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Grants awarded for COVID wastewater testing program

MARQUETTE — The Michigan Department of Environment, Great Lakes and Energy as well as the Michigan Department of Health and Human Services on Monday announced that $6,539,138 in grant funding has been awarded to 20 recipients across the state to support a three-month pilot program to test for the COVID-19 virus in wastewater.

An additional $3,087,431 in laboratory equipment also has been awarded.

These pilot programs are being run by a network of 29 local health departments, 18 laboratories, and 125 university, municipal and other partners across Michigan.

Launched in October, the three-month pilot program supports local public health department efforts to coordinate with counties, universities and other institutions across Michigan on COVID-19 wastewater testing programs.

Local health departments, EGLE said, are a crucial part of the pilot project as they will provide local interpretation and drive local mitigation efforts based on the reported results. These local efforts have the potential to be an early warning system for the spread of COVID-19 within a specific community or for coronavirus outbreaks on college campuses and at other densely populated facilities.

EGLE has also launched a webpage providing an overview of the COVID-19 wastewater surveillance pilot project. The page will include sampling locations and testing data once it becomes available.

Funded from Michigan’s allocation of federal money under the Coronavirus Aid, Relief and Economic Security Act, the $10 million grant program targeted existing COVID-19 wastewater surveillance programs in the state to quickly establish a standardized and coordinated network of monitoring systems.

EGLE made the following grants and equipment donations to these Upper Peninsula recipients:

≤ $92,588 to Northern Michigan University;

≤ $352,721 to the Western Upper Peninsula Health Department to monitor sites with samples analyzed by Michigan Technological University;

≤ $151,929 to White Water Associates, Inc. in partnership with the Iron-Dickinson and Delta-Menominee health departments; and

≤ $118,000 to Lake Superior State University.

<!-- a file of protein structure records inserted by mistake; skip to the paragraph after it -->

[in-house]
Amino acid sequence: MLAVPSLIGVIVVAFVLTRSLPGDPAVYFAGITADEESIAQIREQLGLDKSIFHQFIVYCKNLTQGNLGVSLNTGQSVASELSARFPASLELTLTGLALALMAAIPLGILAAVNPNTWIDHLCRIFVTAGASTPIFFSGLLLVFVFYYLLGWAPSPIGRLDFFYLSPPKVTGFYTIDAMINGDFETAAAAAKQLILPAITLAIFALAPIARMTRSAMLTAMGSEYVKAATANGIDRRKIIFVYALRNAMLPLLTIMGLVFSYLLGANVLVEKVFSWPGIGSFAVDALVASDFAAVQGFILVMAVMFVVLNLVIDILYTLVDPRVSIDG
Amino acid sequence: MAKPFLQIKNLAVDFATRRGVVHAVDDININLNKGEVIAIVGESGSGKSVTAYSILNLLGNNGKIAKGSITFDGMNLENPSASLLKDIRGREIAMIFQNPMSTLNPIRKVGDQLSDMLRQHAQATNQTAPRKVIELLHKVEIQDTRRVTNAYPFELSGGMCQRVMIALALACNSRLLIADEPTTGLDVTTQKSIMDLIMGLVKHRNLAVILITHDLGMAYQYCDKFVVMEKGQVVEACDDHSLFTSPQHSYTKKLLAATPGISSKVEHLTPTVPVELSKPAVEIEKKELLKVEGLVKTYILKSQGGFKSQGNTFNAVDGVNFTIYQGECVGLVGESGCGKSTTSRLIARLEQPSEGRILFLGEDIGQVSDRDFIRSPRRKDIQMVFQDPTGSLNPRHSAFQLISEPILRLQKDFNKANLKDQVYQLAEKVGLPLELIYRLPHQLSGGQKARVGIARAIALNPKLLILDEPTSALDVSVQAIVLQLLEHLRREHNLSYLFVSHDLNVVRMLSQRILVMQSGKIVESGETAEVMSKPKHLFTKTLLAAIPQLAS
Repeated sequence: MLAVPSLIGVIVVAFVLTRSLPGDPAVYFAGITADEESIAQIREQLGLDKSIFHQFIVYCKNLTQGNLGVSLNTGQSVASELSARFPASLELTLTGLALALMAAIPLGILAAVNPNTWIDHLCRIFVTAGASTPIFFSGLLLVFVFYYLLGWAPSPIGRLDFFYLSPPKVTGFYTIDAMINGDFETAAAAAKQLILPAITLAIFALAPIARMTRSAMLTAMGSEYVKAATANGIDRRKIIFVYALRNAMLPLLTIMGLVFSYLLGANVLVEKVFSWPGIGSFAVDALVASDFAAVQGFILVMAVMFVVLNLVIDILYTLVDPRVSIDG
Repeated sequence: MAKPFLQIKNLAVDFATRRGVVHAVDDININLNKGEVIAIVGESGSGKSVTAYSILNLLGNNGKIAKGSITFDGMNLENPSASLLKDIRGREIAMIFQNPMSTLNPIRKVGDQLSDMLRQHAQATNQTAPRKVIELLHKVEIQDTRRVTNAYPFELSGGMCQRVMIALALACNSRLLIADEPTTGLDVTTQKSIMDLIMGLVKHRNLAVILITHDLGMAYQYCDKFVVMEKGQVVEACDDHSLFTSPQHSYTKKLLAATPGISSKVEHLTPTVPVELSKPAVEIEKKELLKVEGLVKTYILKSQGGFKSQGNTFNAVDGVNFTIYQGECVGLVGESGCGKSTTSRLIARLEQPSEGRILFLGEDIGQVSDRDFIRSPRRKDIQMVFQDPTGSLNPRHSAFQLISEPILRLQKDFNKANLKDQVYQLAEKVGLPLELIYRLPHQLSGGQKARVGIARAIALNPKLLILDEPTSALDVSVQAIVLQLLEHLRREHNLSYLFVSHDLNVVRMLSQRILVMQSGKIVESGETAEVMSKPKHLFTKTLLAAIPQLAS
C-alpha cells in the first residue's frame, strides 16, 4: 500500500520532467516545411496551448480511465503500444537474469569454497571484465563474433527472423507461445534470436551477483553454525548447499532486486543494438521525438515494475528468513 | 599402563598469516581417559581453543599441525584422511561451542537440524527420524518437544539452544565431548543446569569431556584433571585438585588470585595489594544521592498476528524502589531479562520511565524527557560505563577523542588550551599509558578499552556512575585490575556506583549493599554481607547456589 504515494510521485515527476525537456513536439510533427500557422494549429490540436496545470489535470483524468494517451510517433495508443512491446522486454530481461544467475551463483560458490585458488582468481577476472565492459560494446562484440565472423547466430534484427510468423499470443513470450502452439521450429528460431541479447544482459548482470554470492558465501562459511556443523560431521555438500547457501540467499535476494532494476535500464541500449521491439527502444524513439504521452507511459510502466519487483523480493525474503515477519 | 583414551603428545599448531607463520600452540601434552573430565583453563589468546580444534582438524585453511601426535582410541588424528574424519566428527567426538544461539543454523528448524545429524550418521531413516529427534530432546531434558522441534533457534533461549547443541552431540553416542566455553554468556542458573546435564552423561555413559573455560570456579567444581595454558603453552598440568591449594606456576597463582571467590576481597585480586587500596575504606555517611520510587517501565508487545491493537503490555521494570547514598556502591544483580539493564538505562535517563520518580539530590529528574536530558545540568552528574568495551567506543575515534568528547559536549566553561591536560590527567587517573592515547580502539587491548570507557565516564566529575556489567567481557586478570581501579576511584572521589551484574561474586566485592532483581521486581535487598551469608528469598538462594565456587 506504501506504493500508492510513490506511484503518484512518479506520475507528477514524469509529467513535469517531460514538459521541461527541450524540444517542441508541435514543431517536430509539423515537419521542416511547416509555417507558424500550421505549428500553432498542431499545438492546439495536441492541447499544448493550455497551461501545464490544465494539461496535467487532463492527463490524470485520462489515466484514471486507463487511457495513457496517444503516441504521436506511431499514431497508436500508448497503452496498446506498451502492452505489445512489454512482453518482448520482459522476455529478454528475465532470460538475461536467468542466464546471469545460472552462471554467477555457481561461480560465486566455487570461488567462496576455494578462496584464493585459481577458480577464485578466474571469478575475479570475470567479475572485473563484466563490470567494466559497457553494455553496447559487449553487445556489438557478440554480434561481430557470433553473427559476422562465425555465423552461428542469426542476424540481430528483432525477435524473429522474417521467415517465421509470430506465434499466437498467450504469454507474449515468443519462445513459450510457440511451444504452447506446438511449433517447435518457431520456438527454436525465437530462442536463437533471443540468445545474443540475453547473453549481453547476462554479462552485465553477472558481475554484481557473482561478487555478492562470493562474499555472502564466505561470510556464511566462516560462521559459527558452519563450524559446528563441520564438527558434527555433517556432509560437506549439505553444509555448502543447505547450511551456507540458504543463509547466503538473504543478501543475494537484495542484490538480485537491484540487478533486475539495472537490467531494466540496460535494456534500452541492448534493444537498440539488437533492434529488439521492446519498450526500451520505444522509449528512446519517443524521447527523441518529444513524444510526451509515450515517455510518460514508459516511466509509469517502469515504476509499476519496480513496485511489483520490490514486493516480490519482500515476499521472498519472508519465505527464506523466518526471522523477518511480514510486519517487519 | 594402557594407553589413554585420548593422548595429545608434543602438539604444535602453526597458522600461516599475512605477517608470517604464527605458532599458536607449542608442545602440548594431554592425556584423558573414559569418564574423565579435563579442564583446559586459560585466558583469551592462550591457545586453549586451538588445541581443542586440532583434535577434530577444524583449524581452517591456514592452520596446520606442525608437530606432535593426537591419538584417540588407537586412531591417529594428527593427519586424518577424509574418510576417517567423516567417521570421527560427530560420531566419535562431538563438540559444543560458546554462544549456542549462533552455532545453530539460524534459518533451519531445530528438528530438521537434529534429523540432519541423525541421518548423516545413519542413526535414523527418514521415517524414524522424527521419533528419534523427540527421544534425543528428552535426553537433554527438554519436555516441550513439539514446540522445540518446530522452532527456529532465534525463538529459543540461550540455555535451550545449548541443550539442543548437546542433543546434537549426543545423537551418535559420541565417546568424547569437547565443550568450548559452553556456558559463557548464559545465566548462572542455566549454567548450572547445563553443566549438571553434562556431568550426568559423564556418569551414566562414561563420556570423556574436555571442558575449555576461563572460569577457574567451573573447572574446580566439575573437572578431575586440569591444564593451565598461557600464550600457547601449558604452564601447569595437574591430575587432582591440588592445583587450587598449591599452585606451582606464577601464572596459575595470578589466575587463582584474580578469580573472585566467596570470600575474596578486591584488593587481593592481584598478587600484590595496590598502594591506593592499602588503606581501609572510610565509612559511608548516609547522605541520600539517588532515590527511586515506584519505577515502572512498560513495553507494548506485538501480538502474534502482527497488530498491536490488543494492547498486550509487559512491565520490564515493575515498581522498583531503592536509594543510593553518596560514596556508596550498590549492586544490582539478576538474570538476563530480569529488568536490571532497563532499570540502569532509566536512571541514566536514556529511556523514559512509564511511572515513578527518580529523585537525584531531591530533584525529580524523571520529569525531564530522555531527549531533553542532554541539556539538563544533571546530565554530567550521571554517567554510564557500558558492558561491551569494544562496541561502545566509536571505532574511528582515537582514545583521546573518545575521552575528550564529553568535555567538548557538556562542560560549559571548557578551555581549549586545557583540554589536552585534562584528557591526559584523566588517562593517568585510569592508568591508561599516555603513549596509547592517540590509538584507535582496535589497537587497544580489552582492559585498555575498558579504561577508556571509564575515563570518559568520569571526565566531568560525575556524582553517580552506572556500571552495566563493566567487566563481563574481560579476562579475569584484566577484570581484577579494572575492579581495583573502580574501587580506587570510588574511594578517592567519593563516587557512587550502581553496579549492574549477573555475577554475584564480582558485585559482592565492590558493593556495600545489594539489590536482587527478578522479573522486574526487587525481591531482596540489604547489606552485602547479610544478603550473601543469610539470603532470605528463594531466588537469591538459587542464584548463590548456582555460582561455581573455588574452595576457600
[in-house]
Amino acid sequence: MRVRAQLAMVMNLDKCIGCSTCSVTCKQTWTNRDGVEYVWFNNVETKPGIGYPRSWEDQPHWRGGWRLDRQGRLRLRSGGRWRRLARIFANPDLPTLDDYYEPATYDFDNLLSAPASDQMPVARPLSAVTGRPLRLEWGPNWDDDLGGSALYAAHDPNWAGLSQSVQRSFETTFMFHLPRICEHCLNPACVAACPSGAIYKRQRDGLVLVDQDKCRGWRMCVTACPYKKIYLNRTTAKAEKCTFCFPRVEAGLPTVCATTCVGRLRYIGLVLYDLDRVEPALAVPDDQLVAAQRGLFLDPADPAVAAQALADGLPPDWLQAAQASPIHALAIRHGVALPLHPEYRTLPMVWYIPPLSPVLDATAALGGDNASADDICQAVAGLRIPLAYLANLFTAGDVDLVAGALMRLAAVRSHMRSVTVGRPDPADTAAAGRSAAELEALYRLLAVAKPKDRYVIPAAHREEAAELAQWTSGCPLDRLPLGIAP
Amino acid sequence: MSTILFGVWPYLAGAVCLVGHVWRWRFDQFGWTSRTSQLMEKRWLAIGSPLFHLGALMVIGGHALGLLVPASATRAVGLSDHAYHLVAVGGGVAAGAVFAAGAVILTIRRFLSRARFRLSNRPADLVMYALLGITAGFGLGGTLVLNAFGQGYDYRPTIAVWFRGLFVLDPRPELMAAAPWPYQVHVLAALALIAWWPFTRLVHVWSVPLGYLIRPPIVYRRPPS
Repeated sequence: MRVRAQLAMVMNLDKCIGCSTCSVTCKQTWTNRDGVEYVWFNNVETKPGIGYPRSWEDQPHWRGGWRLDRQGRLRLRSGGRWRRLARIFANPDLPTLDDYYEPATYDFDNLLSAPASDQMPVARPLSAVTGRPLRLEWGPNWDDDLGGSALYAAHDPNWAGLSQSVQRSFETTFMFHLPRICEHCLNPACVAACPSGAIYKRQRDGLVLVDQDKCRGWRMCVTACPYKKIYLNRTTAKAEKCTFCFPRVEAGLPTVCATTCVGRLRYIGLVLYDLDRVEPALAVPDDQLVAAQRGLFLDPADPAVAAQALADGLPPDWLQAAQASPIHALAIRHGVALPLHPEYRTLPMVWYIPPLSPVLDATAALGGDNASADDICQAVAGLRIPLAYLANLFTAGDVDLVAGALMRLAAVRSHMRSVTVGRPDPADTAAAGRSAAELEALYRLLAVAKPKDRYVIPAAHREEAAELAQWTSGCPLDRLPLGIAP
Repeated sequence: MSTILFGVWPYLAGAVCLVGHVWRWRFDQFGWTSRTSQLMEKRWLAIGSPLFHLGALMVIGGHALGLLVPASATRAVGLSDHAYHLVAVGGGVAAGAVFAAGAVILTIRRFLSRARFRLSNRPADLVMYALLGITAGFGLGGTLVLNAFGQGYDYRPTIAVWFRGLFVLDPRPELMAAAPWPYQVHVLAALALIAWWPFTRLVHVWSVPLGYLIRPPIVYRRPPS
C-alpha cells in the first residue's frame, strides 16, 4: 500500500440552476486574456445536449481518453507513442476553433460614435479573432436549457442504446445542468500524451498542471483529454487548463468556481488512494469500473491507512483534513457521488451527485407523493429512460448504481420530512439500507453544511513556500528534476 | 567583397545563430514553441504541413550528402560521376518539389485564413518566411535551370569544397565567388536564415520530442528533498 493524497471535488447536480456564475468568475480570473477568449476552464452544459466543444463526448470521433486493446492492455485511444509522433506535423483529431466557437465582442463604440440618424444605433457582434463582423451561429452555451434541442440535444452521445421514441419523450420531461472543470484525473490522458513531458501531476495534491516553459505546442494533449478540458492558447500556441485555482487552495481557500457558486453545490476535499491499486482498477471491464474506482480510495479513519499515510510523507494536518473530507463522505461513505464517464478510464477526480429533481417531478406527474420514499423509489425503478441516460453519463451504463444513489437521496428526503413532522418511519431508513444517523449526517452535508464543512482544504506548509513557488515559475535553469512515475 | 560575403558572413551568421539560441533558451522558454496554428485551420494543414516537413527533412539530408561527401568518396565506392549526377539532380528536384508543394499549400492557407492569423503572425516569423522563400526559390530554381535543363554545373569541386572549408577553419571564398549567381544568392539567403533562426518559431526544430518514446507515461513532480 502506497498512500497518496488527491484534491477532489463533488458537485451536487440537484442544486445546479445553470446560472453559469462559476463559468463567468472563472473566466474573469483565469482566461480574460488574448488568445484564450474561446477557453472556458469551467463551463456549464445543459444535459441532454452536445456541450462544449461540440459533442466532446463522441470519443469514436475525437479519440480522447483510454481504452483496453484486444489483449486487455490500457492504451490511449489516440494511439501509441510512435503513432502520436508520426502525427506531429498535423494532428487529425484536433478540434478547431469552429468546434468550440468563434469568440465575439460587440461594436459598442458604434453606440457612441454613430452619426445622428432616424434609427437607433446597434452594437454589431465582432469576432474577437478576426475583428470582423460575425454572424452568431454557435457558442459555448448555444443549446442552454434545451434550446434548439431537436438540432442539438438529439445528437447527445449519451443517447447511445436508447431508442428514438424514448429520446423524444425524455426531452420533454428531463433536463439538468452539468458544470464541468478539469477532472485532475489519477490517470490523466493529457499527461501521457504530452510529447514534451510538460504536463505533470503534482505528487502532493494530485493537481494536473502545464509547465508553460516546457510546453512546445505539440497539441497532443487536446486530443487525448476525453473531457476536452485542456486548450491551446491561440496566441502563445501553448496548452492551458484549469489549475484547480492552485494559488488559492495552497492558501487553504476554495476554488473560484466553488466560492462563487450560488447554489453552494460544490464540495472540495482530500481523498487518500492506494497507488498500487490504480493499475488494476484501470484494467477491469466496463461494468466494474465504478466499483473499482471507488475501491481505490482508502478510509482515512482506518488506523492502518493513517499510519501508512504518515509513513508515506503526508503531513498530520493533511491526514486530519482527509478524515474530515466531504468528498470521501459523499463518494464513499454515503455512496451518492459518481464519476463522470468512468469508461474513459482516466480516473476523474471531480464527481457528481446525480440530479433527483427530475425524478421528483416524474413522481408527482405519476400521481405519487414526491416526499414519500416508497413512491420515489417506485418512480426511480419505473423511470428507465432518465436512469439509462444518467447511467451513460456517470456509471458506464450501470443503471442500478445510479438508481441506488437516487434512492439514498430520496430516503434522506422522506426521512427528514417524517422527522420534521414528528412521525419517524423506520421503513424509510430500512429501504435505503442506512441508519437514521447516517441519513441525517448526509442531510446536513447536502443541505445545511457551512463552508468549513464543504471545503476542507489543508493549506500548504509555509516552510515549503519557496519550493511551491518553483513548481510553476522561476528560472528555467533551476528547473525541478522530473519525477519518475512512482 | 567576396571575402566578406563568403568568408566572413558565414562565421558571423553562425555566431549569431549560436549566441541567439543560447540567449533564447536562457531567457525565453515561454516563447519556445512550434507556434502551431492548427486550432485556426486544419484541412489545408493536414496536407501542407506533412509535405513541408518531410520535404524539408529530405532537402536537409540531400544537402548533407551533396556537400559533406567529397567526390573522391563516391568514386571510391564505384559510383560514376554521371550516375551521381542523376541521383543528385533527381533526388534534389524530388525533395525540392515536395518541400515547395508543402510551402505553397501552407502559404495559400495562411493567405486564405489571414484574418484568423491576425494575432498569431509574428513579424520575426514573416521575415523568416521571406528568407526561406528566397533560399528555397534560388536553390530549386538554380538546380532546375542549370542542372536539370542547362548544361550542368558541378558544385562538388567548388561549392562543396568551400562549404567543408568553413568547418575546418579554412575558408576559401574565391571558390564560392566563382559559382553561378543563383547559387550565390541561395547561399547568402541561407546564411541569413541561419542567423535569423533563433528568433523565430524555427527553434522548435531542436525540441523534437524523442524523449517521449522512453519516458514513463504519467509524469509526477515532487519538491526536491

During the three-month pilot project, EGLE will coordinate sample collection, lab analysis, data reporting and communication with the local monitoring teams across Michigan. MDHHS will provide project support to participating local health departments, including how to integrate local wastewater data with other types of COVID-19 surveillance and public health responses.

Participating U.P. health departments are: the Marquette County Health Department, Chippewa County Health Department, Dickinson-Iron District Health Department, Western Upper Peninsula Health Department, and Public Health, Delta & Menominee Counties.

EGLE said testing wastewater for viruses, such as the SARS-CoV-2 virus that causes COVID-19, can be an effective tool for monitoring transmission of COVID-19 within a local community or at individual facilities. The virus is shed in human waste, including people who are not ill or have not yet become ill.

The virus can then be detected by testing samples taken from sewers and wastewater treatment plants, with results often being available earlier than human clinical samples. These results can then inform local public health actions to prevent further spread within that community.

For more information about EGLE, visit michigan.gov/egle.

Ice Fest postponed

Organizers of the Michigan Ice Festival said on Monday they have made the “difficult” decision to postpone the 30th celebration of the Michigan Ice Festival because of the rising number of COVID-19 cases in the Upper Peninsula and greater Midwest.

“It is our goal to keep our participants, staff, supporters and local community safe during these difficult times and feel it only prudent to get together when we feel it is safe to do so,” they said in a statement.

The event had been scheduled for Feb. 10-14, which would have marked its 30th anniversary.

“For 30 years the Midwest ice-climbing family has been making the trek to Munising to climb spectacular ice formations above a frozen landscape that stretches to an unbroken horizon,” organizers said. “We planned a huge party to celebrate our anniversary. It was going to be one for the ages.

“Then everything changed. The world was different. We can’t gather 1,000 climbers in the Mather Auditorium to hear our heroes tell tales of adventure and daring. We’re not allowed to head down to the bar to share our own adventures with the dozens of new friends we made during the day. After 29 years of feeling like things would never change, they did.”

However, they acknowledged the Michigan Ice Fest is “more than just parties and slideshows.”

“It’s about the people and the place, and those things haven’t changed at all,” they said. “Our family is still our family, and the ice will still form. If we can’t all get together this year, it just means that we’ll have twice as many stories to share when we can.”

Organizations have compiled a 2021 COVID program at http://downwindsports.com/icefest/covidfest-2021-program/ where people can obtain information about the history of the event, an American Alpine Club membership drive, detalis of a photo contest, virtual presentations, an Ice Fest coupon code and more.

Organizers ask the public to remember outdoor industry sponsors this winter as well as the local Munising businesses who have supported the Michigan Ice Fest for the last 29 years.

The rescheduled 30th anniversary dates are Feb. 9-13, 2022.

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